At his news conference last week, the President continued to say that when it comes to budget-cutting, the federal Head Start program is untouchable.
“There are going to be certain things that House Republicans want that I will not accept,” Obama told the White House press corps. “The notion that we would decide that, under the Republican budget proposal, to eliminate 200,000 Head Start slots that also would mean the layoffs of 55,000 teachers—that doesn’t make sense.”
Cutting Head Start doesn’t make sense? What really doesn’t make sense is that at a time when the President has said, “We’ve got to live within our means” and “get serious about managing our budget,” he then draws a line in the sand over an agency on which, Congress, without seeing any solid results, has spent $167.5 billion from its founding in 1965 as part of Lyndon Johnson’s Great Society until two years ago. Head Start, which was designed to boost disadvantaged children before they enter elementary school never had a thorough evaluation of its effectiveness until Congress mandated one in 1998.
“We are broke, everything the federal government does needs to be looked at for how cost-effective it is,” freshman Rep. Joe Walsh (R.-Ill.) told HUMAN EVENTS. “Head Start, as the vast majority of the research and evidence suggests, does not make an appreciable long-term difference in the lives of the children it works with.”
A former inner-city schoolteacher, Walsh knows what he is talking about. Begun in 2002 and completed last year, the evaluation of Head Start concluded that “the benefits of access to Head Start at age 4 are largely absent by first grade for the program population as a whole.” (U.S. Department of Health and Human Services, Administration for Children and Families, “Head Start Impact Study: Final Report,” p. xxxviii, Jan. 15, 2010.)
So the program that the President seems to consider a holy grail in the budget-cutting process is found to be wholly ineffective at improving the academic outcomes for the children it was designed to serve. Indeed, the 2010 evaluation actually concluded that Head Start did not have a positive impact in 110 out of 112 outcomes that were measured.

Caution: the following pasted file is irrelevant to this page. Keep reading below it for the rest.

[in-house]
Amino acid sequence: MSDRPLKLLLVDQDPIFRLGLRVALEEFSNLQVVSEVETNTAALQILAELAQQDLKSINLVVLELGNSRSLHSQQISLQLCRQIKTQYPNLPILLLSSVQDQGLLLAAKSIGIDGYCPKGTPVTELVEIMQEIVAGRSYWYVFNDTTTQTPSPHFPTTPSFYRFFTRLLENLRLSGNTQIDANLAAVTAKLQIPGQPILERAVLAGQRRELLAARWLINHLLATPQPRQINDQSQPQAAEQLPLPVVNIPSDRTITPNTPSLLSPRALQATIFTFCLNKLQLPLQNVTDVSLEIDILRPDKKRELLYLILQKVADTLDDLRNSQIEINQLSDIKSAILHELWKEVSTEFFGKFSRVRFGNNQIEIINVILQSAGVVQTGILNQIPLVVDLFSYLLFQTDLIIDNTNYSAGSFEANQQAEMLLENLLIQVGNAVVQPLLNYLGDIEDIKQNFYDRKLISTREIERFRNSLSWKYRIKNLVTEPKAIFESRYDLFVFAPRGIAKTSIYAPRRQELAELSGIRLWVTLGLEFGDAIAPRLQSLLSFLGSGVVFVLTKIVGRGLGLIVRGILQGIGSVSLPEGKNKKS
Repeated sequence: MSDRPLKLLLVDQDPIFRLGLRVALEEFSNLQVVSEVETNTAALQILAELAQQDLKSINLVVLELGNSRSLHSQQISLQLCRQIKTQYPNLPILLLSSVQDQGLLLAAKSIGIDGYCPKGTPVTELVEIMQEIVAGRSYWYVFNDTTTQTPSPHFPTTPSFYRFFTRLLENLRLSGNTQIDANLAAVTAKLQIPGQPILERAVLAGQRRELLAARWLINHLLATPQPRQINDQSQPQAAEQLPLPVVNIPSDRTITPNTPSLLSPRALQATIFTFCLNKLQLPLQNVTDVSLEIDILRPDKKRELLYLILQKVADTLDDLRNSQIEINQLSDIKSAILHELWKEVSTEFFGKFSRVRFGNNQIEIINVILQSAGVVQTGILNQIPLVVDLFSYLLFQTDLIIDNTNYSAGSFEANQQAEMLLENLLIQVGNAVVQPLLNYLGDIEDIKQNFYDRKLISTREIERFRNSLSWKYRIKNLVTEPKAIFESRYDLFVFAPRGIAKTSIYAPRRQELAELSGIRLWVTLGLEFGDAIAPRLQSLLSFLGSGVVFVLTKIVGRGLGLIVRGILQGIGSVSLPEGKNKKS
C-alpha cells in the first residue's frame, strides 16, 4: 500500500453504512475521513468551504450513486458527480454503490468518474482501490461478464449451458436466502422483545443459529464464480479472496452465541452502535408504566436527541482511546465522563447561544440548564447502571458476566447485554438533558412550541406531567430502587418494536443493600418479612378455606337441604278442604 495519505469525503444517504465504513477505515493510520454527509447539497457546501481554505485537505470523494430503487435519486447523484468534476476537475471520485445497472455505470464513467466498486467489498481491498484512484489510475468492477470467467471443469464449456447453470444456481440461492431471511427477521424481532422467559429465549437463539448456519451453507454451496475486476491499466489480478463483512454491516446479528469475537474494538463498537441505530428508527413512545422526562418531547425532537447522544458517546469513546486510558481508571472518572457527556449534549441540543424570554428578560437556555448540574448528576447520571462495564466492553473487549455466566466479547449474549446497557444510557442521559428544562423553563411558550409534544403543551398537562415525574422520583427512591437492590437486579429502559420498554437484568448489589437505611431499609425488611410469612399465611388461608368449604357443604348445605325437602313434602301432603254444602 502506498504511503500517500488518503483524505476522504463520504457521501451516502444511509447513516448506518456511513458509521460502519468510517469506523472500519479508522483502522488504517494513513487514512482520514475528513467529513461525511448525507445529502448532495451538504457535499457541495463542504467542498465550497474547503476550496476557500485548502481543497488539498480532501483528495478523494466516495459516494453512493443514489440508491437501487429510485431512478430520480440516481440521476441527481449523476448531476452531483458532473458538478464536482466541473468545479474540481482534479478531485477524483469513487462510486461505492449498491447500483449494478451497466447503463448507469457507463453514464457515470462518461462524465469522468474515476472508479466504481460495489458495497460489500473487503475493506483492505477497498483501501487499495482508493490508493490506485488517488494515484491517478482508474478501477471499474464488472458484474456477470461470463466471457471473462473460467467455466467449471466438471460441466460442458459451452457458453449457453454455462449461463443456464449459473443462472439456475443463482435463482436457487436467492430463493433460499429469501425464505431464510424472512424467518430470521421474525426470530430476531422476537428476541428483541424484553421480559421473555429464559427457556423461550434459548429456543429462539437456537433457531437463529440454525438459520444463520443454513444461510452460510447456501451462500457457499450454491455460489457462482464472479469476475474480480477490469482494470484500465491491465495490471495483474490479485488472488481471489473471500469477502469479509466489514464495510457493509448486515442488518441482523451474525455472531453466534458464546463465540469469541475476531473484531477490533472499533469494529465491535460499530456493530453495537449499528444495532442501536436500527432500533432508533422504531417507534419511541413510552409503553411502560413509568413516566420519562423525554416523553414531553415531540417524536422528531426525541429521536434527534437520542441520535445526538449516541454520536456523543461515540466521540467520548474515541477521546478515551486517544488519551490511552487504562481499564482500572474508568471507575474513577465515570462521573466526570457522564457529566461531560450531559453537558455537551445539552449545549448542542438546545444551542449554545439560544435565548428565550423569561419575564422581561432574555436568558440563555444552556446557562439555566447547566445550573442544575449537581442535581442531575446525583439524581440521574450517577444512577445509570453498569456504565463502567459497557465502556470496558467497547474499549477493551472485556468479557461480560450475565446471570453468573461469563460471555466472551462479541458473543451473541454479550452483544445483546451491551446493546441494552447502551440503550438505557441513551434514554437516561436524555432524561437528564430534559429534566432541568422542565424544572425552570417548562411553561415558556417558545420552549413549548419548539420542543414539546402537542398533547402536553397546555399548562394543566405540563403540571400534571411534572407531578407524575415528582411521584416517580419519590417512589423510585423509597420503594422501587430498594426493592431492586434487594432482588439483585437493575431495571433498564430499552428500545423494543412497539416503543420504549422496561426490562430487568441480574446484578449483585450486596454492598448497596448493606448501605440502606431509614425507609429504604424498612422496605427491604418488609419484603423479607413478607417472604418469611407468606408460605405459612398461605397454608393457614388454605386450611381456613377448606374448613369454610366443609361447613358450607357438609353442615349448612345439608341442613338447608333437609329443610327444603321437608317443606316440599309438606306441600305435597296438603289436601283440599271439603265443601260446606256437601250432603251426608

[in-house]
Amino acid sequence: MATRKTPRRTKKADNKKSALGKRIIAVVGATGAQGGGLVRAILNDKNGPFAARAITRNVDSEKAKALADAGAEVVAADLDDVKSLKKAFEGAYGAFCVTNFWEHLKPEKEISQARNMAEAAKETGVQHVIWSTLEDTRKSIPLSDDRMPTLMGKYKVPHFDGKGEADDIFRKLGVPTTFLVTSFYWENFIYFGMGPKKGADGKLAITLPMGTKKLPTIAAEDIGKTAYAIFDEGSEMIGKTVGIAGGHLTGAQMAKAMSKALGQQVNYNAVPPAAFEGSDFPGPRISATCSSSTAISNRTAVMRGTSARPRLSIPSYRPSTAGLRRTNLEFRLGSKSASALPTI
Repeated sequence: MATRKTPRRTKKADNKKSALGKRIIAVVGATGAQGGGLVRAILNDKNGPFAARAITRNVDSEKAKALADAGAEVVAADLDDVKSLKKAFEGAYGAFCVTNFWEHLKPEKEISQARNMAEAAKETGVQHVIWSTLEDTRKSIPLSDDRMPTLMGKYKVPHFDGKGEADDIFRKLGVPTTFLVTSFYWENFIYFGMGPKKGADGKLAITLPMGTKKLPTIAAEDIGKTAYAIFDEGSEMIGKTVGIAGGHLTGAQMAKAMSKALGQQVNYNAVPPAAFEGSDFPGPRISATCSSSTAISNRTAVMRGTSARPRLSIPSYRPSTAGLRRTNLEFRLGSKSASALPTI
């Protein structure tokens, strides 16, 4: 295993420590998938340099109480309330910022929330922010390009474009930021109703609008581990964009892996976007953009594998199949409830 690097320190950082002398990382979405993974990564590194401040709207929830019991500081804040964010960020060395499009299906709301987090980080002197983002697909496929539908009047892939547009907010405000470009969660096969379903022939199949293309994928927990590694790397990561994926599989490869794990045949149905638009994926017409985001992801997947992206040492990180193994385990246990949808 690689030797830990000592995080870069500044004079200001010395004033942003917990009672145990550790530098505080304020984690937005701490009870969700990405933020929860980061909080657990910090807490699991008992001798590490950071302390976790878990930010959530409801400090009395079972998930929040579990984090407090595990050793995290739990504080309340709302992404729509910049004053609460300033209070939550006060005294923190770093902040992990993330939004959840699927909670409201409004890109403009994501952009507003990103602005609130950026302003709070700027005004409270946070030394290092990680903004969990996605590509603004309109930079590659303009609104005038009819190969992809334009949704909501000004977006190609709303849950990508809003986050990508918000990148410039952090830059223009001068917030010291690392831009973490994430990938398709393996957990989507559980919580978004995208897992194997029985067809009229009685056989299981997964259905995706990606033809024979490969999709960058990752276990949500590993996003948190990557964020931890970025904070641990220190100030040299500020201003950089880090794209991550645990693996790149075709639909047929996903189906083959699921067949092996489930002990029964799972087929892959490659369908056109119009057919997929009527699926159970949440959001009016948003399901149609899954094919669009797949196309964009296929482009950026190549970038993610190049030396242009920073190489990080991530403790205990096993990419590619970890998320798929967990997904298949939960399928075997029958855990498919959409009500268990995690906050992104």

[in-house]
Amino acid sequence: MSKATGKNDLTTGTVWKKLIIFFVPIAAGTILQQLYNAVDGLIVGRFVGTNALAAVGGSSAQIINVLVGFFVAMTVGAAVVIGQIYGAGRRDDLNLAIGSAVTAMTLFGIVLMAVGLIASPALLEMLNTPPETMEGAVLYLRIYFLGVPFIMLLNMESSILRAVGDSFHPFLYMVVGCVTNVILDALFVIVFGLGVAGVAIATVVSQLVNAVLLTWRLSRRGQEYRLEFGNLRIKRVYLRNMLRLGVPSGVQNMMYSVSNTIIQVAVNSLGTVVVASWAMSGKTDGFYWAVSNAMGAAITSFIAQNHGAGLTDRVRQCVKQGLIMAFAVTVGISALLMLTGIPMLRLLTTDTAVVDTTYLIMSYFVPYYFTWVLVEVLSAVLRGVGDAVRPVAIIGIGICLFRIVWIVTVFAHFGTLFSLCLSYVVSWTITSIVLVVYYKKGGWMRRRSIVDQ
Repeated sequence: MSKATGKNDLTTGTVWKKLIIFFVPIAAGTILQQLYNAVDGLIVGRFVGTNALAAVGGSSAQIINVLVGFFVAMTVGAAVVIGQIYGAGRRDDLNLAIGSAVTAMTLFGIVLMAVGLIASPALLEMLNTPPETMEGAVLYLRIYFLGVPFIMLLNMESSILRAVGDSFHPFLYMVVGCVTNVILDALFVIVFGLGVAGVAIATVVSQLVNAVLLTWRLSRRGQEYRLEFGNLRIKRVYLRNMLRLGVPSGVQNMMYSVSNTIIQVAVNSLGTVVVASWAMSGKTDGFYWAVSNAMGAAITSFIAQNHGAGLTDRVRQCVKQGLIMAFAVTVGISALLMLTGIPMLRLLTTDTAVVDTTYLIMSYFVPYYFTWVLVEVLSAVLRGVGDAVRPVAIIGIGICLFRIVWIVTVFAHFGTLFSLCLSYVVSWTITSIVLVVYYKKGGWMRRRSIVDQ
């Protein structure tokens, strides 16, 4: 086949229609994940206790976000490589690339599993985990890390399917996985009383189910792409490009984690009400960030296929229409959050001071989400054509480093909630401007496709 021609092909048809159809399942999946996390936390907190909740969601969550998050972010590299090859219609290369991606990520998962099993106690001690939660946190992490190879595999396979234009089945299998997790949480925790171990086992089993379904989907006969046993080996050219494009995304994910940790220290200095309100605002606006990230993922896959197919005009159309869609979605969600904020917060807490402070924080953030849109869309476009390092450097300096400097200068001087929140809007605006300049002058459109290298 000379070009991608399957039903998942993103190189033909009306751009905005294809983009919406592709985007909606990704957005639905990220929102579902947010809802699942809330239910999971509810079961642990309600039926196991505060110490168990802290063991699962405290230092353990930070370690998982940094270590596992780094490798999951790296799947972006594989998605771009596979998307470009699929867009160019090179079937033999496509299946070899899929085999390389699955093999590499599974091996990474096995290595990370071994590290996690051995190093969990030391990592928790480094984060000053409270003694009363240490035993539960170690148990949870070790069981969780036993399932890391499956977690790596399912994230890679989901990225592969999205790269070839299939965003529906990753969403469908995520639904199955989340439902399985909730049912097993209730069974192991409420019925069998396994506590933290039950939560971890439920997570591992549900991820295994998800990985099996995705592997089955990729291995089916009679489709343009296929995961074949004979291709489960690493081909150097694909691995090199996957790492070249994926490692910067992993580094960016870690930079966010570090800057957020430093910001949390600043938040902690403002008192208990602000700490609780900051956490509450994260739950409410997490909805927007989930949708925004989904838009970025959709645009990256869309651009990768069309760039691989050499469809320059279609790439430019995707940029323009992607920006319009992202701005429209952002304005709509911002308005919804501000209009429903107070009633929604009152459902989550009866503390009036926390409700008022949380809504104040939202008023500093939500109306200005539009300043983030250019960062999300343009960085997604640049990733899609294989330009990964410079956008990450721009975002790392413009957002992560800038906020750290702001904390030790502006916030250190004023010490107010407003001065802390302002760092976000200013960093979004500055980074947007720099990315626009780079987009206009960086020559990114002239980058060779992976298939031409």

“It’s a reasonable presumption that the Head Start program would be good if it were brought up to speed, possibly voucherized,” said Bruno Behrend, director of the Center for School Reform at The Heartland Institute, which has studied Head Start and other federal education programs, “but right now, we’re talking about little more than a federal babysitting program.”
It is not surprising, therefore, that in terms of management and cost-effectiveness, Head Start also gets a failing grade. A Government Accountability Office study (May 18, 2010) reported the program had “attempted to register fictitious children as a part of 15 undercover test scenarios in six states and the District of Columbia. In eight instances, staff at these centers fraudulently misrepresented information, including disregarding part of the families’ income to register over-income children into under-income slots. The undercover tests revealed that seven Head Start employees lied about applicants’ employment status or misrepresented their earnings. This leaves Head Start at risk that over-income children may be enrolled while legitimate under-income children are put on wait lists. At no point during our registrations was information submitted by GAO’s fictitious parents verified, leaving the program at risk that dishonest persons could falsify earnings statements and other documents in order to qualify.”
To those who have studied Head Start and are aware of its failings in terms of performance and management, it is almost dumbfounding that President Obama would consider this program off-limits in the budget-cutting process—particularly at a time when the President himself has repeatedly called on government to “live within our means.” Whether this Great Society-era program continues and whether it continues to be funded at current levels is sure to be a defining moment in the budget process of 2011.
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